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Creating Useful Shortcuts

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What are the different ways to Eject your CD or DVD drive?

You can press the Eject button on the Physical Drive is it has one, right click on your CD or DVD drive in ‘My Computer’ and select ‘Eject’, or even use a Screw Driver and force it open!

I’m a lazy person who’s often looking for ways and means to make my task or job simpler.

Pressing the Eject button on the Physical Drive and… too lazy to move! (Not mentioning using Screw Driver)

Go to ‘My Computer’ and… too troublesome!

So is there other alternative?

Definitely, and now you can eject your CD or DVD drive with just a double click of your mouse on the Shortcut Eject Icon.

Here’s a simple way to eject your CD or DVD drive with just a double click of your mouse.

1. Download ejectcd.exe and place it on your desktop
2. Double click on it your CD or DVD drive will be ejected.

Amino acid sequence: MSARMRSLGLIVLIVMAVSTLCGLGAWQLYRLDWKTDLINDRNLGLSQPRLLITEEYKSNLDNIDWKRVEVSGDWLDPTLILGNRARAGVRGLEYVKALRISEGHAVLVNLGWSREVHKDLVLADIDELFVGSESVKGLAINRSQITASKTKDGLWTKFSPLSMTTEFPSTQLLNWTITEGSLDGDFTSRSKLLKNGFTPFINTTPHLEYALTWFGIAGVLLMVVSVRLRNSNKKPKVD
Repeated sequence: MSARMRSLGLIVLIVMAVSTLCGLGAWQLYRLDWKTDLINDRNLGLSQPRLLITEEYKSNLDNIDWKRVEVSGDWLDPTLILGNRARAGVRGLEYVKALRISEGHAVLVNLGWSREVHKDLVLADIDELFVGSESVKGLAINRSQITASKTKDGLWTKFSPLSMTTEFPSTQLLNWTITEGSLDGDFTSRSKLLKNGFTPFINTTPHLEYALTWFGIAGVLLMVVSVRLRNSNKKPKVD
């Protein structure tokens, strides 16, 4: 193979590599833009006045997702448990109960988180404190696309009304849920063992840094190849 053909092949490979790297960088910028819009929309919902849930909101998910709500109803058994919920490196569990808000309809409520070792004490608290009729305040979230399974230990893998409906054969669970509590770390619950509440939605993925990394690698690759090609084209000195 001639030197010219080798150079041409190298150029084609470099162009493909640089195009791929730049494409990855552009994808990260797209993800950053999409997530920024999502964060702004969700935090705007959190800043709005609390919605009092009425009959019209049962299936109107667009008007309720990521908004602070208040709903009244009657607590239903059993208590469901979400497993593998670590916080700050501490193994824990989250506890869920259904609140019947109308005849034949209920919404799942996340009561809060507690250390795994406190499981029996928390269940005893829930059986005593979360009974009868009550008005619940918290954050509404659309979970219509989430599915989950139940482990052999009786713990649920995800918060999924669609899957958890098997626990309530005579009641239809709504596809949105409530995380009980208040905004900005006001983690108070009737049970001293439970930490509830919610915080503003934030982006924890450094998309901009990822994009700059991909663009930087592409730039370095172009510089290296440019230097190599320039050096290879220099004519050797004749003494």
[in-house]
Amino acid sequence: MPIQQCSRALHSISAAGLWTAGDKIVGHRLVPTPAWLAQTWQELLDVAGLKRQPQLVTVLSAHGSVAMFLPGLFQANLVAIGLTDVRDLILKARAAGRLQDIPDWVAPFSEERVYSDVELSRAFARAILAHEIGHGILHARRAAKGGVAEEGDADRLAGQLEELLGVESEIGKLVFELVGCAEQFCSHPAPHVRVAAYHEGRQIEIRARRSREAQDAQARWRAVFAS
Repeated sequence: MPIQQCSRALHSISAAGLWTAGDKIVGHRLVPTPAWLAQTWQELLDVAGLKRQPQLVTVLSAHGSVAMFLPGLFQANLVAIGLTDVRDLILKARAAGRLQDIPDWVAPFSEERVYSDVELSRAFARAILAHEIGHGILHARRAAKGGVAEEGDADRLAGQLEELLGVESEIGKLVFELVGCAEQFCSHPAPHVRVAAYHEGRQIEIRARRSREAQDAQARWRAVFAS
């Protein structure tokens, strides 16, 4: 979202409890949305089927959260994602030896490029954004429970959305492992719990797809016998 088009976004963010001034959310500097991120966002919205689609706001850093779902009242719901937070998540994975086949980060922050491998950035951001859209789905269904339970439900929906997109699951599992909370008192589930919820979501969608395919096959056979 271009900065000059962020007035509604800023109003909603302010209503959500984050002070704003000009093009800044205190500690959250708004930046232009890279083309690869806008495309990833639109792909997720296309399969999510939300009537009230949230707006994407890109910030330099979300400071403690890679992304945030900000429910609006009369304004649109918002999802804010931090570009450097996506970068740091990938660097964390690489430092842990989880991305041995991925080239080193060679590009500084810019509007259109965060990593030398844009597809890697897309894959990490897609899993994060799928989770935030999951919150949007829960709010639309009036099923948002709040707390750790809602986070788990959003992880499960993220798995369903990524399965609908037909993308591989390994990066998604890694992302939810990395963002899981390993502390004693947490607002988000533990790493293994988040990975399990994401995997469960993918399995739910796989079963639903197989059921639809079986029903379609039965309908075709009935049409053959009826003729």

As simple as that =)

Here’s another useful shortcut which allows you to shutdown your PC or Laptop with just a double click of your mouse.

1. On your Desktop, Right Click > Shortcut (Selecting New Shortcut)

2. You will then see a Popup Window (Create Shortcut Wizard)

3. In ‘Type the location of the item’, key in ‘SHUTDOWN –s –t 01’
I will explain in detail what does –s and –t stands for later

4. Click ‘Next’ and you will be prompt to name the Shortcut.
Give it any name you want and click ‘Finish’

Now, whenever you hope to Shutdown your PC or Laptop, Simply double click on this Shortcut Icon.

You can also fully customize this Shortcut Icon.

Right Click > ‘Properties’ > ‘Change Icon…’

This allows you to change this Shortcut Icon to any Image you want.

If you hope to create a Shortcut Icon for restarting your PC or Laptop, simply change the –s to –r.
As –s stands for Shutdown while –r stands for Restart.

Change the number behind –t to set the time for your PC or Laptop to wait in seconds before shutting down.

You can also insert a comment by adding –c ‘Your Text’ to the line. It will display the Text you specified while counting down the time in seconds.

More useful Shortcuts will be share in later post =)

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Official Windows Vista Tips and Tricks

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So, it’s been awhile since Windows Vista has been released and been used by people around the world.

How’s Windows Vista Performance till date?
Has it made life easier for you or even simpler when Windows XP is around?

I’ve done a search around the Internet and I’m quite surprised that in fact there’s quite a large sum of people who’s still using Windows XP and prefer XP to Vista.